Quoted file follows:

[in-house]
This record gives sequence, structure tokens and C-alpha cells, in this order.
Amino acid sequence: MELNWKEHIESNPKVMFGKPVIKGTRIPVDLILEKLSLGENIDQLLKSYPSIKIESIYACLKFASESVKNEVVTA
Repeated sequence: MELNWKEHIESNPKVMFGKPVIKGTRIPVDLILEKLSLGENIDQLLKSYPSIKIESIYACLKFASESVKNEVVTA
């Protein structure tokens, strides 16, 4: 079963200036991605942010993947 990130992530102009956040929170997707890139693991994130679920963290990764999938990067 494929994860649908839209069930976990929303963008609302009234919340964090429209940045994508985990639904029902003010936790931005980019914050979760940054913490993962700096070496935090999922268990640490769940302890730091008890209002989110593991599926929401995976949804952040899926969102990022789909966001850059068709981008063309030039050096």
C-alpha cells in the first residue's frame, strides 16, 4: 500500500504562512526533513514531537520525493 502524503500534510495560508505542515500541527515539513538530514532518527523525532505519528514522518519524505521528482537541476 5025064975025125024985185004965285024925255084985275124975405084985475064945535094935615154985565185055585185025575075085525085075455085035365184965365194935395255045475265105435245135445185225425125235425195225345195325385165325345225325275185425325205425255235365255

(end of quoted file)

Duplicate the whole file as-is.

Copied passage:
[in-house]
This record gives sequence, structure tokens and C-alpha cells, in this order.
Amino acid sequence: MELNWKEHIESNPKVMFGKPVIKGTRIPVDLILEKLSLGENIDQLLKSYPSIKIESIYACLKFASESVKNEVVTA
Repeated sequence: MELNWKEHIESNPKVMFGKPVIKGTRIPVDLILEKLSLGENIDQLLKSYPSIKIESIYACLKFASESVKNEVVTA
């Protein structure tokens, strides 16, 4: 079963200036991605942010993947 990130992530102009956040929170997707890139693991994130679920963290990764999938990067 494929994860649908839209069930976990929303963008609302009234919340964090429209940045994508985990639904029902003010936790931005980019914050979760940054913490993962700096070496935090999922268990640490769940302890730091008890209002989110593991599926929401995976949804952040899926969102990022789909966001850059068709981008063309030039050096």
C-alpha cells in the first residue's frame, strides 16, 4: 500500500504562512526533513514531537520525493 502524503500534510495560508505542515500541527515539513538530514532518527523525532505519528514522518519524505521528482537541476 5025064975025125024985185004965285024925255084985275124975405084985475064945535094935615154985565185055585185025575075085525085075455085035365184965365194935395255045475265105435245135445185225425125235425195225345195325385165325345225325275185425325205425255235365255